Re: [PATCH 2/9] ARM: traps: use get_kernel_nofault instead of set_fs()

From: Russell King - ARM Linux admin
Date: Fri Sep 18 2020 - 03:42:10 EST

On Thu, Sep 17, 2020 at 07:29:37PM +0200, Arnd Bergmann wrote:
> On Tue, Sep 8, 2020 at 8:15 AM Christoph Hellwig <hch@xxxxxx> wrote:
> >
> > > +static void dump_mem(const char *, const char *, unsigned long, unsigned long, bool kernel_mode);
> >
> > This adds a pointlessly long line.
> Fixed.
> > And looking at the code I don't see why the argument is even needed.
> >
> > dump_mem() currently does an unconditional set_fs(KERNEL_DS), so it
> > should always use get_kernel_nofault.
> I had looked at
> if (!user_mode(regs) || in_interrupt()) {
> dump_mem(KERN_EMERG, "Stack: ", regs->ARM_sp,
> THREAD_SIZE + (unsigned
> long)task_stack_page(tsk), kernel_mode);
> which told me that there should be at least some code path ending up in
> __die() that has in_interrupt() set but comes from user mode.
> In this case, the memory to print would be a user pointer and cannot be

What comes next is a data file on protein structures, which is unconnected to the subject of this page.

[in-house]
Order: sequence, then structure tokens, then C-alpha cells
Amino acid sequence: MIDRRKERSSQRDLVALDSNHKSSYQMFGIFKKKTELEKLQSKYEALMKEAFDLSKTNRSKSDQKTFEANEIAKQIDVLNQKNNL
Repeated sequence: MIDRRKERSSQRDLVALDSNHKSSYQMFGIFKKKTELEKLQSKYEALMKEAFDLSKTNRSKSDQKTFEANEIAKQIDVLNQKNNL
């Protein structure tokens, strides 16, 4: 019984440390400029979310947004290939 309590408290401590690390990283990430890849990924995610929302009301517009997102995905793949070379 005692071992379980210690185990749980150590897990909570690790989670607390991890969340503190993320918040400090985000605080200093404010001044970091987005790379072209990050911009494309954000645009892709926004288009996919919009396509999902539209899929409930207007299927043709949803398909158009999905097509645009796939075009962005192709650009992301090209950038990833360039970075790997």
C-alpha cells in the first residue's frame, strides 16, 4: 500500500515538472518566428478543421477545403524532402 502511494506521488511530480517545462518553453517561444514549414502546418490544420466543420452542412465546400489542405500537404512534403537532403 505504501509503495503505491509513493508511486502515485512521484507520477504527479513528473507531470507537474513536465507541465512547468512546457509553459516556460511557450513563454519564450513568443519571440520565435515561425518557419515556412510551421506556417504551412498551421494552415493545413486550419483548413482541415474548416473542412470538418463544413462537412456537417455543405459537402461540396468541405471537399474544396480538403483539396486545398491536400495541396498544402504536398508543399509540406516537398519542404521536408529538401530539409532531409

> accessed by get_kernel_nofault() (but could be accessed with
> "set_fs(KERNEL_DS); __get_user()").
> I looked through the history now and the only code path I could
> find that would arrive here this way is from bad_mode(), indicating
> that there is probably a hardware bug or the contents of *regs are
> corrupted.

Yes, that's correct. It isn't something entirely theoretical, although
we never see it now, it used to happen in the distant past due to saved
regs corruption. If bad_mode() ever gets called, all bets are off and
we're irrecoverably crashing.

Note that in that case, while user_mode(regs) may return true or false,
regs->ARM_sp and regs->ARM_lr are always the SVC mode stack and return
address after regs has been stacked, and not the expected values for
the parent context (which we have most likely long since destroyed.)

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